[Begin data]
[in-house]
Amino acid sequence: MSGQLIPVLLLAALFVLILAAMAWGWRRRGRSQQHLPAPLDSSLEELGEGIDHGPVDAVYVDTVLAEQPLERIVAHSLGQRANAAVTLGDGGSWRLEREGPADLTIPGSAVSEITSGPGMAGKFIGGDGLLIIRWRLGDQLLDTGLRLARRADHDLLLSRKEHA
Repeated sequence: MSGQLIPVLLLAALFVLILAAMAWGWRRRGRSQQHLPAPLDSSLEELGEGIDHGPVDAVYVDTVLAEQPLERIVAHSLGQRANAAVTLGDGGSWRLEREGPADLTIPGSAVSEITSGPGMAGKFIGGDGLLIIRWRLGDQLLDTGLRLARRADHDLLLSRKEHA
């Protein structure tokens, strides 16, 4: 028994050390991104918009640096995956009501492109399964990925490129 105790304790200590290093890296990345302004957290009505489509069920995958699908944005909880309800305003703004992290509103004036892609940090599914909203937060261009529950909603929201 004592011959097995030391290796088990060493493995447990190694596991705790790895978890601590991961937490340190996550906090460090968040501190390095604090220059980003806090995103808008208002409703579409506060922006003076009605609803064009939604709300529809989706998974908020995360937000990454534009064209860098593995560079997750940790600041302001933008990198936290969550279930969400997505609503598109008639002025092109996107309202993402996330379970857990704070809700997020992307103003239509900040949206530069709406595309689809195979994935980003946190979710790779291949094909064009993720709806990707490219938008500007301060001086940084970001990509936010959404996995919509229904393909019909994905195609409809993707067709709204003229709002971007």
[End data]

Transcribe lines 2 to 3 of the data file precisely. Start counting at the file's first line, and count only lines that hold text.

Amino acid sequence: MSGQLIPVLLLAALFVLILAAMAWGWRRRGRSQQHLPAPLDSSLEELGEGIDHGPVDAVYVDTVLAEQPLERIVAHSLGQRANAAVTLGDGGSWRLEREGPADLTIPGSAVSEITSGPGMAGKFIGGDGLLIIRWRLGDQLLDTGLRLARRADHDLLLSRKEHA
Repeated sequence: MSGQLIPVLLLAALFVLILAAMAWGWRRRGRSQQHLPAPLDSSLEELGEGIDHGPVDAVYVDTVLAEQPLERIVAHSLGQRANAAVTLGDGGSWRLEREGPADLTIPGSAVSEITSGPGMAGKFIGGDGLLIIRWRLGDQLLDTGLRLARRADHDLLLSRKEHA